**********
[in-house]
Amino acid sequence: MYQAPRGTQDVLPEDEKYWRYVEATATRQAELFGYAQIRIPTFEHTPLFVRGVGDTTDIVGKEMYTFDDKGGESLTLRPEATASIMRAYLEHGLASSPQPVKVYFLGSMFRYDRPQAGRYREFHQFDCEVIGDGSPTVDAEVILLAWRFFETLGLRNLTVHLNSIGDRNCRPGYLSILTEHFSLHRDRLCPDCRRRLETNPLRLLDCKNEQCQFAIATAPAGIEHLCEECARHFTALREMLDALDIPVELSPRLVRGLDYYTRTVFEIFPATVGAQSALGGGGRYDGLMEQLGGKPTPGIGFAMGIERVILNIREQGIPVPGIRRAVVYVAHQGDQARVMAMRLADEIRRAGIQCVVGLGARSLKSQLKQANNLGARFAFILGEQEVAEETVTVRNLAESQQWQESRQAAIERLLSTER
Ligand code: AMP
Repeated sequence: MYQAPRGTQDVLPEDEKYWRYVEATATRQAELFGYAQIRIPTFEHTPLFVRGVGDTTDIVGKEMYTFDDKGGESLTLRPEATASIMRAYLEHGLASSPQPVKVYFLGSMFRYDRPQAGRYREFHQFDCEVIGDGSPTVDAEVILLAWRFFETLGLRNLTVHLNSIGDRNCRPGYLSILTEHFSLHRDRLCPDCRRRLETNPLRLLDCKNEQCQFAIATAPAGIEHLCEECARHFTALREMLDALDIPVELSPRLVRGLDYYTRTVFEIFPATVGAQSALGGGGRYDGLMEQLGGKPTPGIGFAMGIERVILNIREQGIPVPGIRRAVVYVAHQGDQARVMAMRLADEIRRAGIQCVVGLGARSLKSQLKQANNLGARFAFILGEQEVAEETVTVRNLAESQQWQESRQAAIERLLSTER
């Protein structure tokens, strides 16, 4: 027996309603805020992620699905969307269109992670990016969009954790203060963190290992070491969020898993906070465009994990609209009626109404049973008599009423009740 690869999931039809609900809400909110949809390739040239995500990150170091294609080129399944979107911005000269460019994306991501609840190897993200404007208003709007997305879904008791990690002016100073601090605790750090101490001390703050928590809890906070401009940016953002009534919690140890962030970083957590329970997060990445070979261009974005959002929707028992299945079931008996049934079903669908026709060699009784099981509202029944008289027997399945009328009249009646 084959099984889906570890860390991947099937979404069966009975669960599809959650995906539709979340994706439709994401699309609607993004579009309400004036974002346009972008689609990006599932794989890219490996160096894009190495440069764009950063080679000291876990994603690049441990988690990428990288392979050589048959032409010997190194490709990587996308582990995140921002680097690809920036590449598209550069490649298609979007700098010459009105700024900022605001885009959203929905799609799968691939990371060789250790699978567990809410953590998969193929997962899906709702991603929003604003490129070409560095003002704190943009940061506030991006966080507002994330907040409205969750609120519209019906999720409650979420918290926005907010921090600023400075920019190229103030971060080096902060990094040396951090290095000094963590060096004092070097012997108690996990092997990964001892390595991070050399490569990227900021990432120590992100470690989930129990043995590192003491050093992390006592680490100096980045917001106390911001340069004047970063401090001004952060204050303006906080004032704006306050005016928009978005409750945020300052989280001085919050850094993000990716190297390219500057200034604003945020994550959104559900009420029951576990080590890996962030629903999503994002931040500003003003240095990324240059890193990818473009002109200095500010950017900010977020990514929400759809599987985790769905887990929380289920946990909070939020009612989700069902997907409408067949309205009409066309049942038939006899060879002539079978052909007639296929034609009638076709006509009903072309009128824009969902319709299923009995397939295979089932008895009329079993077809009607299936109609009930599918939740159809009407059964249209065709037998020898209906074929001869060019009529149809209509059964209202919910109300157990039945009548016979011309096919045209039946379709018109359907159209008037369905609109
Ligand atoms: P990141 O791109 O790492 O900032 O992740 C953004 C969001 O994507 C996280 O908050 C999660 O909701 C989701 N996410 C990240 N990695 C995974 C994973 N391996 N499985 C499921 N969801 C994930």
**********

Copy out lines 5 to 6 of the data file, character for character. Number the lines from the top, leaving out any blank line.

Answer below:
């Protein structure tokens, strides 16, 4: 027996309603805020992620699905969307269109992670990016969009954790203060963190290992070491969020898993906070465009994990609209009626109404049973008599009423009740 690869999931039809609900809400909110949809390739040239995500990150170091294609080129399944979107911005000269460019994306991501609840190897993200404007208003709007997305879904008791990690002016100073601090605790750090101490001390703050928590809890906070401009940016953002009534919690140890962030970083957590329970997060990445070979261009974005959002929707028992299945079931008996049934079903669908026709060699009784099981509202029944008289027997399945009328009249009646 084959099984889906570890860390991947099937979404069966009975669960599809959650995906539709979340994706439709994401699309609607993004579009309400004036974002346009972008689609990006599932794989890219490996160096894009190495440069764009950063080679000291876990994603690049441990988690990428990288392979050589048959032409010997190194490709990587996308582990995140921002680097690809920036590449598209550069490649298609979007700098010459009105700024900022605001885009959203929905799609799968691939990371060789250790699978567990809410953590998969193929997962899906709702991603929003604003490129070409560095003002704190943009940061506030991006966080507002994330907040409205969750609120519209019906999720409650979420918290926005907010921090600023400075920019190229103030971060080096902060990094040396951090290095000094963590060096004092070097012997108690996990092997990964001892390595991070050399490569990227900021990432120590992100470690989930129990043995590192003491050093992390006592680490100096980045917001106390911001340069004047970063401090001004952060204050303006906080004032704006306050005016928009978005409750945020300052989280001085919050850094993000990716190297390219500057200034604003945020994550959104559900009420029951576990080590890996962030629903999503994002931040500003003003240095990324240059890193990818473009002109200095500010950017900010977020990514929400759809599987985790769905887990929380289920946990909070939020009612989700069902997907409408067949309205009409066309049942038939006899060879002539079978052909007639296929034609009638076709006509009903072309009128824009969902319709299923009995397939295979089932008895009329079993077809009607299936109609009930599918939740159809009407059964249209065709037998020898209906074929001869060019009529149809209509059964209202919910109300157990039945009548016979011309096919045209039946379709018109359907159209008037369905609109
Ligand atoms: P990141 O791109 O790492 O900032 O992740 C953004 C969001 O994507 C996280 O908050 C999660 O909701 C989701 N996410 C990240 N990695 C995974 C994973 N391996 N499985 C499921 N969801 C994930």